Luckily, there are some proven methods that will make it easier for you to turn something into a habit. So how do you turn journaling into a habit?

  1. Start small

A journey of a thousand miles begins with a single step.

This is an ancient Chinese proverb that is undoubtedly true for journaling.

The key to turning an activity into a habit is to start small.

You don’t need to fill out pages each time you write in your journal. You don’t even need to fill one page. Journaling is about self-expression; if you don’t have much to say, don’t say much. It’s as easy as that.

  1. Make it so easy that you can’t say no

I’ve been journaling for years now. So for me, journaling has become part of my bedtime ritual.

But at first, when I started, I often forgot to write. This often happened when I was too occupied, physically or mentally, to simply open up my journal and write down my thoughts.

A crucial tip for habit forming is to make your habit so easy that you can’t say no.

By doing so, you don’t have to rely on willpower or motivation. Both willpower and motivation are energy sources that are not always readily available.

The solution to this problem is to make your journaling habit as easy as possible.

Here are some examples of how you can do so:

If you journal in an actual hard-copy book, make sure it’s always located in the same place, where you can reach it with ease.

It also helps to place your journal in a place where you’re more likely to be in the proper mindset. For example, don’t keep your journal in your home office if you’re only ever there when you’re busy at work.

If you’re a digital journaler (like me!), it’s a good idea to be able to access your journal from multiple devices. I can access my journal from my smartphone, personal laptop, and work laptop.

My devices are already logged-in, so I can simply take my device, open the app, and start writing.

  1. Make it fun!

Turning journaling into a habit doesn’t happen overnight. In fact, according to a 2009 study published in the European Journal of Social Psychology, it takes 18 to 254 days for a person to form a new habit.

So if you’re not having fun journaling, chances are you’re going to quit before it has turned into a habit.

So to make journaling as much fun as possible, you need to know what kind of journaling style fits you best.

If you hate dwelling on your thought processes of the day, then simply don’t.

If you hate goal-setting in your journal, then simply don’t.

If you don’t have the time to write down all your thoughts, then simply don’t and write down keywords instead (or just write down your happiness rating).

Sure, there are some benefits of journaling that you’ll only get when you journal in a specific way. But any type of journaling is better than no journaling at all.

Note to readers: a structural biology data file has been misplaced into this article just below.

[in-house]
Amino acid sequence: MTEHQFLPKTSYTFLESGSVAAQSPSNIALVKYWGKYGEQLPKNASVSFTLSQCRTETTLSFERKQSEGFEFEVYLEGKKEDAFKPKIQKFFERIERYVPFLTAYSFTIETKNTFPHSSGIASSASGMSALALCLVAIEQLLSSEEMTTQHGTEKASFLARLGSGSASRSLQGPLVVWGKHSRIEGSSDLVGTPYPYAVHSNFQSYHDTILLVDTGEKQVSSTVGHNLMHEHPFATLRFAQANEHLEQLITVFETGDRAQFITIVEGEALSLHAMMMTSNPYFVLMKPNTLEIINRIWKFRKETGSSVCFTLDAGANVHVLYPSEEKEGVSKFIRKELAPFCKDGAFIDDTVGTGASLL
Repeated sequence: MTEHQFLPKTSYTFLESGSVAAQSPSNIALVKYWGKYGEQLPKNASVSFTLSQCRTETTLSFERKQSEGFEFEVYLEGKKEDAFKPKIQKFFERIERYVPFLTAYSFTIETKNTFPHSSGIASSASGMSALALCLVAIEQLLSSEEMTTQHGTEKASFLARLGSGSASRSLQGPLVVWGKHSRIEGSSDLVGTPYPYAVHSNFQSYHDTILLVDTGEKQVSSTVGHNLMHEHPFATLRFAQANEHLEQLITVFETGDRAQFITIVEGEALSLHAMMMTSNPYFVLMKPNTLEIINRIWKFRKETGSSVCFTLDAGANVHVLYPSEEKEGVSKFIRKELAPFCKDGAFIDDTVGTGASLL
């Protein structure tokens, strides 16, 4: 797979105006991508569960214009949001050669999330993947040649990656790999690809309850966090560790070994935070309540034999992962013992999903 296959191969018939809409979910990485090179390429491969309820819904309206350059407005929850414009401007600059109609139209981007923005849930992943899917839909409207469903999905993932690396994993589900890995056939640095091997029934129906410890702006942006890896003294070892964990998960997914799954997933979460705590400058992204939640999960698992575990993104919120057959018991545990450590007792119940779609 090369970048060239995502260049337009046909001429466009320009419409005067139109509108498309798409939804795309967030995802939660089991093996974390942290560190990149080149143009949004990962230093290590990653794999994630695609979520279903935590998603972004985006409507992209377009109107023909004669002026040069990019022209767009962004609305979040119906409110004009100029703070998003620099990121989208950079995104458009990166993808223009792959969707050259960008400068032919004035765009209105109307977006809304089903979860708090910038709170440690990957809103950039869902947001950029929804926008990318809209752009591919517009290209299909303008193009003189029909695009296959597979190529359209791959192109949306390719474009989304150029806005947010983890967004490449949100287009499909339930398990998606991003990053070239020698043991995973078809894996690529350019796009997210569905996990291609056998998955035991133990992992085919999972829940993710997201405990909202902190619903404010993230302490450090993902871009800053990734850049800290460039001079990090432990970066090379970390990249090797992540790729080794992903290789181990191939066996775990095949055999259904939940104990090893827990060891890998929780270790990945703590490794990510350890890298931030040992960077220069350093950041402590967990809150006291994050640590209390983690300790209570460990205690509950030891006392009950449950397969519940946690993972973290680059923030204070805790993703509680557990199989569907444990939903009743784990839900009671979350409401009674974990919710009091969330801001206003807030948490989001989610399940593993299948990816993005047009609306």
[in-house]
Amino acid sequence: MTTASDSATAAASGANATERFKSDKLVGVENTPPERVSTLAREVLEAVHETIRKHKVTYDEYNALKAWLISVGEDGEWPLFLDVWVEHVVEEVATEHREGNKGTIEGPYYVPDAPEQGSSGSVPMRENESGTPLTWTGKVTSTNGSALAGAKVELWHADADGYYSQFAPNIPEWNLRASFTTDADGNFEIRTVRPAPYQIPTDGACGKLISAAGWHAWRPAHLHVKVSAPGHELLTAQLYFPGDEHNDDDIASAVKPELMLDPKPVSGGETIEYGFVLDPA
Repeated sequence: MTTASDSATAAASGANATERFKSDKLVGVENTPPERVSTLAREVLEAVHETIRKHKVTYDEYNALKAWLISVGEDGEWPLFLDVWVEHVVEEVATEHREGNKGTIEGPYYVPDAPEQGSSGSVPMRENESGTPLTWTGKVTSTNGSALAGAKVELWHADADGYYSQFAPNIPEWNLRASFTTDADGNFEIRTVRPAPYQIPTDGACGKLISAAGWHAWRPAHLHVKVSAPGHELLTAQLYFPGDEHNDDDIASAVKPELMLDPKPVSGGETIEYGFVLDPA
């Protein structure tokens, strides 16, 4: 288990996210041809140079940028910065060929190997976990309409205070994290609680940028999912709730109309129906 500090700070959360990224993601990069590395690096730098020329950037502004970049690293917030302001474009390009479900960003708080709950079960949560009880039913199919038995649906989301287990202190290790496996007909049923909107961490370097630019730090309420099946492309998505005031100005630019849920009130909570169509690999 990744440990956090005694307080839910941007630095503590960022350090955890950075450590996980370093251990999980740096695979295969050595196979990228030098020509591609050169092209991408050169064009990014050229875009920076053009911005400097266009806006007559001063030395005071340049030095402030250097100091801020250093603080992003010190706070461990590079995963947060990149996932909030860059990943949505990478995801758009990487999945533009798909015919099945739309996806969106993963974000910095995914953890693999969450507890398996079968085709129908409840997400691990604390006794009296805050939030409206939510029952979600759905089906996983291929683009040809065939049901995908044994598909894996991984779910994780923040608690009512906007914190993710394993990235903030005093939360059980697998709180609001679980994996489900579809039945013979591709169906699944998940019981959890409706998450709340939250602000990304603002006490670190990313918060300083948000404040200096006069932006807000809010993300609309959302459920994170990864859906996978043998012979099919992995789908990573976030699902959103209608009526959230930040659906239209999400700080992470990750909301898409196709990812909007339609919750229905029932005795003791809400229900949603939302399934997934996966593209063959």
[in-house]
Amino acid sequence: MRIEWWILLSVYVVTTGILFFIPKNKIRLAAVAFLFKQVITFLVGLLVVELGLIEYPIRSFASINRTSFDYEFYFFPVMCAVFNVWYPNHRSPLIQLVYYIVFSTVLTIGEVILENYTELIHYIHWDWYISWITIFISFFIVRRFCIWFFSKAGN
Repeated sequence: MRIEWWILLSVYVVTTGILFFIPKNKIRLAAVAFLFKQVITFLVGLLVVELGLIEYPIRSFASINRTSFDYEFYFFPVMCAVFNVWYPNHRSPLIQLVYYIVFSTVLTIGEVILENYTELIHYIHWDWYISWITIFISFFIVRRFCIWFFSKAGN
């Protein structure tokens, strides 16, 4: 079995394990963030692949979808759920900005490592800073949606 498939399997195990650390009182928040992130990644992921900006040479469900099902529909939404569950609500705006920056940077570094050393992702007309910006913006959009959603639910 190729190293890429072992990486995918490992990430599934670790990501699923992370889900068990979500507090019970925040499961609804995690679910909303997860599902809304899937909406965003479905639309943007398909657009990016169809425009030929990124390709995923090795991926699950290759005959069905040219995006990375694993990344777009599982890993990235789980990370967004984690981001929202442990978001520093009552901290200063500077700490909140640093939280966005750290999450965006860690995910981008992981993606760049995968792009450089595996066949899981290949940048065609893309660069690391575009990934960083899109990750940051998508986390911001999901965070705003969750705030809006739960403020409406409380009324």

In order to turn journaling into a habit, make it as fun and easy as possible for yourself!

  1. Be patient

Learning to be patient is a crucial skill for habit forming. You can make incredible progress if you are consistent and patient.

For example, if you want to do pushups every day and want to turn it into a habit, you shouldn’t expect yourself to do 200 pushups on your first day.

You need to set your targets realistically and realize that the journey to a lifelong habit is not a sprint, it’s a marathon.

It’s the same for journaling.

This way, you’re more likely to have better expectations, which reduces your odds of being disappointed.

Do things in a way you can easily sustain.

If you go too fast, your new habit will soon start to feel like work instead of easy and fun. And that’s when you’ll burn out and quit.

Instead, keep it light and easy, be patient, and stay consistent.

New habits should feel easy, especially in the beginning. If you stay consistent and continue increasing your habit it will get hard enough, fast enough. It always does.

Reasons to start journaling

Over the years, I’ve heard of many different reasons why people start journaling.

Here’s an interesting reason to start journaling:

I guess I just use my journals as proof of my existence. No one will remember my husband and I after we pass… At least if there are physical journals someone will know my name. I don’t know what to do with them when I’m dead though.

Here’s another one:

I grew up with parents who undermined my memories. I was told I said things I hadn’t said (or hadn’t said things that I had said), did things I didn’t do (or didn’t do things I had done), and it really fucked with me.

Journaling helped me realize that things did actually happen the way I remembered them, and that was my first step in recovering from their abuse. I am not as regular in my journaling as I used to be, but it is still an important part of my therapy.

💡 By the way: If you want to start feeling better and more productive, I’ve condensed the information of 100’s of our articles into a 10-step mental health cheat sheet here. 👇

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Wrapping up

What’s your favorite tip to get started with journaling? I’d love to hear from you in the comments below!

Hugo Huijer AuthorLinkedIn Logo

Founder of Tracking Happiness, with over 100 interviews and a focus on practical advice, our content extends beyond happiness tracking. Hailing from the Netherlands, I’m a skateboarding enthusiast, marathon runner, and a dedicated data junkie, tracking my happiness for over a decade.

Hugo Huijer AuthorLinkedIn Logo

Founder of Tracking Happiness, with over 100 interviews and a focus on practical advice, our content extends beyond happiness tracking. Hailing from the Netherlands, I’m a skateboarding enthusiast, marathon runner, and a dedicated data junkie, tracking my happiness for over a decade.